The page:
Inspiring work at home mums and dads are the reason this site exists and Anna-Lee Kewley’s story is a great example of someone turning their creativity into a successful business. Anna-Lee has beaten hundreds of others to win several awards, most recently a NatWest Venus Award for Dorset. Only fifteen prizes were handed out and one went to Anna and her company BabyMoo’s which offers baby clothes with personality. Anna was the worthy recipient of the Bournemouth Town New Media & Online Business Award and is a real advocate for the benefits of social media for business.
BabyMoo’s product range is humorous and stylish and gives parents a wide range of different choices to those found on the average high street. Here we’ve had the chance to get to know Anna and her business a little better.
Q: Having read your story we’d be interested to hear more about how you managed to start your business with just £230?
The £230 was gathered by selling unneeded items from around the home on eBay, This £230 was really just used to import my first few small batches of stock, I built the first website myself with a website builder, from there I taught myself the basics of SEO (search engine optimisation) and used any free marketing that was available such as social media.
Whilst pregnant with my son I had built friendships via a baby forum, fortunately these friends were supportive at the beginning to spread the word to their friends, Replenishing stock was done little & often, this helped me to see what was selling well & gradually build up the best sellers to larger stock orders.
Q: What do you find most challenging about working from home?
Honestly? Probably Facebook! It’s far too easy to just nip on to pass 30 seconds whilst waiting for the kettle to boil & suddenly the 30 seconds has turned into 30 minutes!
Other than that it can be a challenge to get people to respect that you do WORK from home & as anyone that works in an office/ shop/ factory, you are not free for them to drop in unexpected for a chat or to pop out to meet them for a coffee.
I can only advise to be persistent here & make sure you tell people that you are working & can they call round when you are not.
Q: What do your children think about your work?
They don’t! They’re only 2 & just 4, Rhys says “Mum doesn’t work” & Mia is too young to really understand what work is.
Q: How much time of your time at work is dedicated to getting your name out there? Many self-employed mums struggle with the marketing side of things so it’d be interesting to hear your thoughts.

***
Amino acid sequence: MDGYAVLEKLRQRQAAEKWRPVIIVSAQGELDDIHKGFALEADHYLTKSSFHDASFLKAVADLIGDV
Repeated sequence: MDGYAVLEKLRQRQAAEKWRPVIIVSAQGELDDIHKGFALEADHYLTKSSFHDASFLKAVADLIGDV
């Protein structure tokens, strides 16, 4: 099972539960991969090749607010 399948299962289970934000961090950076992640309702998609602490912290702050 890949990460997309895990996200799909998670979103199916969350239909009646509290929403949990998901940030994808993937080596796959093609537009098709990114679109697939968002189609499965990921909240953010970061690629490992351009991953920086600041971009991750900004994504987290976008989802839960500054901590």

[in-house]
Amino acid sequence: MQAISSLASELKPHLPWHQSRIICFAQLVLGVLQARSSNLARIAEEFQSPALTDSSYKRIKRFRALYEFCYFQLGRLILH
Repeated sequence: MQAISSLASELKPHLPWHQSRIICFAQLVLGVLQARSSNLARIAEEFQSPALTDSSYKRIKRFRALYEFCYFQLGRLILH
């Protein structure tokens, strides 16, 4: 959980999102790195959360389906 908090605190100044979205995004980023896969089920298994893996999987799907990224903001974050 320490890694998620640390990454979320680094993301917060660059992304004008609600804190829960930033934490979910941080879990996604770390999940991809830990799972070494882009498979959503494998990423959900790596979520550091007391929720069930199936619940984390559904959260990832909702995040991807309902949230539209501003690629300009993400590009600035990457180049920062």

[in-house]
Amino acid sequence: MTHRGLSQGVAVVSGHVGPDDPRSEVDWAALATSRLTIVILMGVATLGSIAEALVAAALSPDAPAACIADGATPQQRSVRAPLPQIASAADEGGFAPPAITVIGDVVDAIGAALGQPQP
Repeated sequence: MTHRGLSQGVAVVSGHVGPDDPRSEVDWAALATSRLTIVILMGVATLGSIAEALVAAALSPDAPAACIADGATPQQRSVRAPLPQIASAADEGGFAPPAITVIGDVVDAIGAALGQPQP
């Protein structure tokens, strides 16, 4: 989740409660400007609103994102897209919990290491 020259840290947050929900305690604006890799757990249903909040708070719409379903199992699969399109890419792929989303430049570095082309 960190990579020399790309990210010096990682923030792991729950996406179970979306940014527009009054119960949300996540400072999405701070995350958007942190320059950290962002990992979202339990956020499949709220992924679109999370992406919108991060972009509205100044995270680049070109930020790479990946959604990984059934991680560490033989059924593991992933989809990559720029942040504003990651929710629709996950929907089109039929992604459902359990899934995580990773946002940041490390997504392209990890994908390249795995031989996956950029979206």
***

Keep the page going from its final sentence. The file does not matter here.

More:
I don’t think I can really put a time to it, it changes with the needs of the business, but it is something I do pretty much daily. Many new & micro businesses think marketing & immediately think that you have to throw money at marketing, this is not true. There are tons of ways to market yourself for free:
- Word of mouth & recommendations
- Content marketing
- Email marketing
Far too many work at home businesses are relying purely on Facebook & anyone who does so will know this is getting harder, If you are doing so what would you do if Facebook closed tomorrow? Do you have any other way of contacting your established customer base?
Another thing I see over & over again by small businesses is failing to market direct to their target market, By target market I don’t mean something as loose as women, really drill it down to your perfect customer, I could go on here in detail but I’ll leave that for another time!
Q: What was behind your decision to work from home?
I didn’t really have a choice, We couldn’t afford for me to be a SAHM & putting Rhys in childcare & going back to my full time job would mean I left work every day with only enough for the bus home! My partner works shifts too, so getting a part time or evening job that was totally flexible would prove a mighty challenge!
Q: What would you tell anybody thinking about becoming self-employed or working from home?
Do it! However make sure you plan & research everything first. I spent 4 months planning & researching all laws before the business launched & also don’t expect to be able to take a wage immediately, I didn’t take a wage for 18 months.
Q: Obligatory Silly Question: Name three things you’d take with you to the hypothetical desert island that everyone seems to get sent to in interviews.
A potato, I could then bury this & grow more potatoes & have a supply of food
A solar powered iPhone (I don’t think these exist but this is hypothetical!)